Build system

This was written in 2010. In 2017, the GNU Telephony project primarily uses CMake.


The GNU Telephony project now has a new “make-in-place” build system to build directly from a SVN checkout of our entire build tree. This can now be found on the Sourceforge SVN repository for GNU Telephony (svn co What this allows one to do is configure, build, and run all parts of GNU Telephony without having to do partial make install for dependent libraries or the need to create “fake roots” if one is a guest on a machine without root access.

Make-in-place uses existing pkgconfig, automake, and libtool functionality to achieve this, along with a master top level configure script and Makefile. This makes it very easy to deploy automated compile farms, to generate embedded & cross-compile build profiles, or to develop on hosts where different/conflicting versions of existing packages we offer may already be installed.

A special category of helper scripts are found in the config directory for each package. These .ex files are used to indicate how to translate pkg-config directory references, how to link additional headers, etc.

It is possible to use Eclipse with Make-in-place.

Using Eclipse

There are two ways one can use Eclipse with GNU Telephony.

The first method involves importing each package, perhaps directly from CVS from GNU Telecom Subsystem (GnuComm) on, or using subclipse to import from our Sourceforge SVN repository. This method one can build code either as a local C++ “make” project, or perhaps even as an automake-managed project supported by newer versions of CDT and the automake support plugins.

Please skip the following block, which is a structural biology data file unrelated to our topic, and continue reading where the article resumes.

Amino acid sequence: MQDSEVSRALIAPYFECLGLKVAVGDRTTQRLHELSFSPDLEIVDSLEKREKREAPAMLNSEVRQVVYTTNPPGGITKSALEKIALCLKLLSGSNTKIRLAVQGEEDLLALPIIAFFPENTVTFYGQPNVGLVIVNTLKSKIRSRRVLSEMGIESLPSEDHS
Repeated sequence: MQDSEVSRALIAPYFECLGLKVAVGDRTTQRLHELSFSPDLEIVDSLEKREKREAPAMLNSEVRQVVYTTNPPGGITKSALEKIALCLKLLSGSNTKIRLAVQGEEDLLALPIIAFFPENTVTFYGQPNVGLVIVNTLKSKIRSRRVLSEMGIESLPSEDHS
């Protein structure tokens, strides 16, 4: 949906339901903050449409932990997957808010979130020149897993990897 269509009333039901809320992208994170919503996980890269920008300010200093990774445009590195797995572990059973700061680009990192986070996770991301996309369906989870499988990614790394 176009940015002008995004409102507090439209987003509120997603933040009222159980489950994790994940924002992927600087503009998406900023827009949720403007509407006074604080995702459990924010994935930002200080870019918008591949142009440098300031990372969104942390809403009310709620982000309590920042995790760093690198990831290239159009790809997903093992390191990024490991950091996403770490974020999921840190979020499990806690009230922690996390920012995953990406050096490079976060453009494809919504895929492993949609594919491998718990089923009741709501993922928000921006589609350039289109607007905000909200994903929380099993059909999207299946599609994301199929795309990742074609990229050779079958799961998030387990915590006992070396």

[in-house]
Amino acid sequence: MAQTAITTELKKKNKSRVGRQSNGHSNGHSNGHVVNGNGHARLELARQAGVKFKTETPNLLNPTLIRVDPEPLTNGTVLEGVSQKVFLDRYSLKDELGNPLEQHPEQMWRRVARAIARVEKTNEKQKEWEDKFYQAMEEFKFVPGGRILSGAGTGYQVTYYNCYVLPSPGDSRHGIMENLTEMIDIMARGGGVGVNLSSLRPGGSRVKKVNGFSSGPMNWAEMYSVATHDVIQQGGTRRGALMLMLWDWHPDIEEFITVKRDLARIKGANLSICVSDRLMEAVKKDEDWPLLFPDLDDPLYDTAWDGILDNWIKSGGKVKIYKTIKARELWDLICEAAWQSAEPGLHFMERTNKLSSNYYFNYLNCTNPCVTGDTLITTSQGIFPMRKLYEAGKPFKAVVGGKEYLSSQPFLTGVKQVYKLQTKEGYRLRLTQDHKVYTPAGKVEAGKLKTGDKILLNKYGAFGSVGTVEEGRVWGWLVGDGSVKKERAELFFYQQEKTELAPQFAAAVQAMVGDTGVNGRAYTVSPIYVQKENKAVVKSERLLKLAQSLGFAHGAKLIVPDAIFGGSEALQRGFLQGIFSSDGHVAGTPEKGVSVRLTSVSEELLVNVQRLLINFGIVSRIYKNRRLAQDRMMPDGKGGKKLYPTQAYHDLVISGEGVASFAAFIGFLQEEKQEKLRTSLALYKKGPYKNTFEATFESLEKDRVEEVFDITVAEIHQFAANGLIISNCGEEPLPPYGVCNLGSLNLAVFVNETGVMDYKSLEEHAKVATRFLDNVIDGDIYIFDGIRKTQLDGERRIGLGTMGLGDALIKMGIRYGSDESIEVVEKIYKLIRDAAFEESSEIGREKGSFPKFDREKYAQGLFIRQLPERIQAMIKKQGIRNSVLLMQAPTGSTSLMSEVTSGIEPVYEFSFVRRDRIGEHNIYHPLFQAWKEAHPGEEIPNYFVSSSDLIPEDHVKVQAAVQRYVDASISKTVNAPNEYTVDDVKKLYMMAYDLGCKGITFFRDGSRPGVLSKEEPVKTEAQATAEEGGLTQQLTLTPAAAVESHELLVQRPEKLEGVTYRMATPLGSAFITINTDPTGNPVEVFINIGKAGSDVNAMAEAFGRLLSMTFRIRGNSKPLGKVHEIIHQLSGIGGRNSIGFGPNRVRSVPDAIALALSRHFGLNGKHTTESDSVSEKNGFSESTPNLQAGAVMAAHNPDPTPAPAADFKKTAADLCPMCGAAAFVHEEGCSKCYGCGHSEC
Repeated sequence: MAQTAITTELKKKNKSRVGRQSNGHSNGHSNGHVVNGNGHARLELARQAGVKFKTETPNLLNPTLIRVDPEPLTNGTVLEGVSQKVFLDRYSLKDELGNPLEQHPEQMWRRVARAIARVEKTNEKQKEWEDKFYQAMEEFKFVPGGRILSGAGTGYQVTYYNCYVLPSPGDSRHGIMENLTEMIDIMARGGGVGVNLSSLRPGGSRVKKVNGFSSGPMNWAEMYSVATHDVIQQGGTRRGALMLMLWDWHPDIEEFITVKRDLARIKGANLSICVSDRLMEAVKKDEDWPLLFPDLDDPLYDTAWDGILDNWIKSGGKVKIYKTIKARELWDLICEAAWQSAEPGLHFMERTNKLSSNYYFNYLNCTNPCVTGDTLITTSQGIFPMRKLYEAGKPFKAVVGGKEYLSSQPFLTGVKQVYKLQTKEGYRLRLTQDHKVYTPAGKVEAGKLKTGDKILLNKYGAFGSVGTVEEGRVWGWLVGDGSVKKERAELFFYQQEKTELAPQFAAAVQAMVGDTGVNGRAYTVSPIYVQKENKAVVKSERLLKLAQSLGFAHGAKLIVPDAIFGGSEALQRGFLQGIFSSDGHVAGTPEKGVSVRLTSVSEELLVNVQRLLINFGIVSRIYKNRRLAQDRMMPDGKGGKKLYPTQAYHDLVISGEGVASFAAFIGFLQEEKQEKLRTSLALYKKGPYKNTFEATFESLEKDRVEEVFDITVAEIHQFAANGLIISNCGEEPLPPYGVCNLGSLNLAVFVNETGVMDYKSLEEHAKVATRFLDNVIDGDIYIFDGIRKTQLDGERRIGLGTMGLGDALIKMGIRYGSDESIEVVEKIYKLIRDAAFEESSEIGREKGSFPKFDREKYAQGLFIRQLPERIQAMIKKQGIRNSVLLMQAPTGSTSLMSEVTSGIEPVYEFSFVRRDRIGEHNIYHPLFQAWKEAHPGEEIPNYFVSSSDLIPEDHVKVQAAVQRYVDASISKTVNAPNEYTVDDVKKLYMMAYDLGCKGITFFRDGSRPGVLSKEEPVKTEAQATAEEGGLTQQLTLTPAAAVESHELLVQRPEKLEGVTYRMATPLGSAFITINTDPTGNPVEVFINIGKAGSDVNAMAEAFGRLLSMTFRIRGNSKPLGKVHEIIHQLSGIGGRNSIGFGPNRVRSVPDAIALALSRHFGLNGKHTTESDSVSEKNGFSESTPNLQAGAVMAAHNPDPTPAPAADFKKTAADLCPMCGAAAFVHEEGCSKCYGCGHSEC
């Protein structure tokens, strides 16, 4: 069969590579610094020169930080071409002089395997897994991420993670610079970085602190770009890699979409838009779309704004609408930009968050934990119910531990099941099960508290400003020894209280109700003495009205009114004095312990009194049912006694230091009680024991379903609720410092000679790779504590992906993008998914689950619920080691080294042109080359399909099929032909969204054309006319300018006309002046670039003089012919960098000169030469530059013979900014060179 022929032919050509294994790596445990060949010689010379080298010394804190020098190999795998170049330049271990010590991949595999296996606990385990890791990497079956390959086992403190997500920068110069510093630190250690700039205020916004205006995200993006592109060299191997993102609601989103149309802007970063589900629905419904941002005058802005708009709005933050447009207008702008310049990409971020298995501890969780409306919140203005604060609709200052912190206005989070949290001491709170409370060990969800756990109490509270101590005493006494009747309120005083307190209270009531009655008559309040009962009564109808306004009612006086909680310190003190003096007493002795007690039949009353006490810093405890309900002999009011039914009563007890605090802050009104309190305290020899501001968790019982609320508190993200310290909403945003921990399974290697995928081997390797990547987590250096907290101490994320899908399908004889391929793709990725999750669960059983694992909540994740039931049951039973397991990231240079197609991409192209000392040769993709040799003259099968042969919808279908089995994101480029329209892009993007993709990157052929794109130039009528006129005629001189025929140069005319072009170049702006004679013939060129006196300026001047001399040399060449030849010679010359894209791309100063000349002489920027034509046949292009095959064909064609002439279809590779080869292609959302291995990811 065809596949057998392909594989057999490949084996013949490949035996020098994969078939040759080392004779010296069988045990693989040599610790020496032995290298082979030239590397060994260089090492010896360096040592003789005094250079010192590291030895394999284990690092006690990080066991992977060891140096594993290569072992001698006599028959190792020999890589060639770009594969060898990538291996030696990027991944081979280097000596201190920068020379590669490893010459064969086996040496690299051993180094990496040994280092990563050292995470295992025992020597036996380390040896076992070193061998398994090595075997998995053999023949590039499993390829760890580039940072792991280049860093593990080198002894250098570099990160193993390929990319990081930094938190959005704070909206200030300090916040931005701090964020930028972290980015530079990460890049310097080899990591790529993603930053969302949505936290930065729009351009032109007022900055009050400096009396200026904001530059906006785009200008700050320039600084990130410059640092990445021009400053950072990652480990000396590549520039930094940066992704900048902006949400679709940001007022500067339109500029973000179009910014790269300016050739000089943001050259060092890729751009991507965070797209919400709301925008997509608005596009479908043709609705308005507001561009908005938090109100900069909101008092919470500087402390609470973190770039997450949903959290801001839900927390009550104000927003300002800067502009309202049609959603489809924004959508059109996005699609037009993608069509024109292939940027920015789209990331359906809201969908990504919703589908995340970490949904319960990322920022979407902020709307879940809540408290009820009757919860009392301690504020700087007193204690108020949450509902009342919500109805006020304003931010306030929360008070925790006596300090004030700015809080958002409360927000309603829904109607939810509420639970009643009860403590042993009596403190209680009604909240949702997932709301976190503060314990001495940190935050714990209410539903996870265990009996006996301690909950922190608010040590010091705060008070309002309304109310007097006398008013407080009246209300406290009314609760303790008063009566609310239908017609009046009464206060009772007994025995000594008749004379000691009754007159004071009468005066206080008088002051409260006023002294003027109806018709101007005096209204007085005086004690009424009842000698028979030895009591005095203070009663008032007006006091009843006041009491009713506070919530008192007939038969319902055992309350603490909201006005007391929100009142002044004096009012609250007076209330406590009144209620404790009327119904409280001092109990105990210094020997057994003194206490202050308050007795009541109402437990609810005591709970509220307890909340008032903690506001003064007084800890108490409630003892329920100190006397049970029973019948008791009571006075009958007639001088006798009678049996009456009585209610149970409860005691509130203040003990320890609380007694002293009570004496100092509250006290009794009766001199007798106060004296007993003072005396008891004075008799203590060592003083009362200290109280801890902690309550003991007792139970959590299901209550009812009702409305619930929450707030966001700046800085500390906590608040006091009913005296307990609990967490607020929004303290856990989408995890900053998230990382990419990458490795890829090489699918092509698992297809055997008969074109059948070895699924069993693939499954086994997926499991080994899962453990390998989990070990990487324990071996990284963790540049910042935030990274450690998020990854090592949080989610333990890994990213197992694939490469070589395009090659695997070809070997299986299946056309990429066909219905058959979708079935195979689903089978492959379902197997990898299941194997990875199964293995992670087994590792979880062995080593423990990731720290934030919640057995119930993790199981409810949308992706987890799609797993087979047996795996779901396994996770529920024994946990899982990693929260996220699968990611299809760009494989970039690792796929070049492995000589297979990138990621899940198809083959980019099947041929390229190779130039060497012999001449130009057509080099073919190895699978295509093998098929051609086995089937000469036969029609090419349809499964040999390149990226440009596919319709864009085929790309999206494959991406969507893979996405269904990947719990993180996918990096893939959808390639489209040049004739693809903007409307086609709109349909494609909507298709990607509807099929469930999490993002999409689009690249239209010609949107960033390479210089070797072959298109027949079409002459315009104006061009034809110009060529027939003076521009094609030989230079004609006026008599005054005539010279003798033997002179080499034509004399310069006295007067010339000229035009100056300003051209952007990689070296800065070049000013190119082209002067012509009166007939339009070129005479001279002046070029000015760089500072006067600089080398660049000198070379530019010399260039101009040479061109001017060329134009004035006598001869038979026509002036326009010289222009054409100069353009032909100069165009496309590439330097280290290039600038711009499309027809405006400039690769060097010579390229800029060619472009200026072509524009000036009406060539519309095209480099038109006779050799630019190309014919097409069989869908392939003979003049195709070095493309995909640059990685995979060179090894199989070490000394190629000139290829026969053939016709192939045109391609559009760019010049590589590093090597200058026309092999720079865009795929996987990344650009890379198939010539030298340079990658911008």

Using this method, each package is maintained as a standalone entity. This means if dependent libraries are needed, they must be installed first. One might also have to build make install targets to get needed libraries out for other parts of GNU Telephony. There is a second approach possible, however, which can be used in conjunction with our Make-in-place build scripts.

To use Eclipse with Make-in-place builds, you would start with a clean checkout of the entire build tree. You would then do the following steps:

You now have projects filled with local Eclipse-managed copies of the make-in-place build tree. They are configured to use include files from the make-in-place tree, and to link their libraries from there. You can now use Eclipse for all your primary editing and make. You will need to export back to the build tree, and run make there to get dependent libraries to relink with changes (such as ucommon for sipwitch) if they are modified, however.

There is also an Eclipse filesync plugin to automatically export changes back to the original file system/make-in-place directory tree. You can add a make target to run make from there to force the library to rebuild in the make-in-place tree from within Eclipse and automate this part.